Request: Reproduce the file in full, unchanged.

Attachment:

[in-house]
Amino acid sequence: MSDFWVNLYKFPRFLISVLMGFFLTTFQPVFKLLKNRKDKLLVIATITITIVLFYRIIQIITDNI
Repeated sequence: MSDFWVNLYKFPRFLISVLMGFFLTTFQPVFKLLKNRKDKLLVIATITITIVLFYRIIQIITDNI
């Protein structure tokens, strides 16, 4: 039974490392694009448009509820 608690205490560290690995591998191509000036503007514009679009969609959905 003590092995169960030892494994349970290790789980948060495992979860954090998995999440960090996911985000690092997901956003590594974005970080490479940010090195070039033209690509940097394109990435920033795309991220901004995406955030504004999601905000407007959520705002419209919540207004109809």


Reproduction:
[in-house]
Amino acid sequence: MSDFWVNLYKFPRFLISVLMGFFLTTFQPVFKLLKNRKDKLLVIATITITIVLFYRIIQIITDNI
Repeated sequence: MSDFWVNLYKFPRFLISVLMGFFLTTFQPVFKLLKNRKDKLLVIATITITIVLFYRIIQIITDNI
């Protein structure tokens, strides 16, 4: 039974490392694009448009509820 608690205490560290690995591998191509000036503007514009679009969609959905 003590092995169960030892494994349970290790789980948060495992979860954090998995999440960090996911985000690092997901956003590594974005970080490479940010090195070039033209690509940097394109990435920033795309991220901004995406955030504004999601905000407007959520705002419209919540207004109809």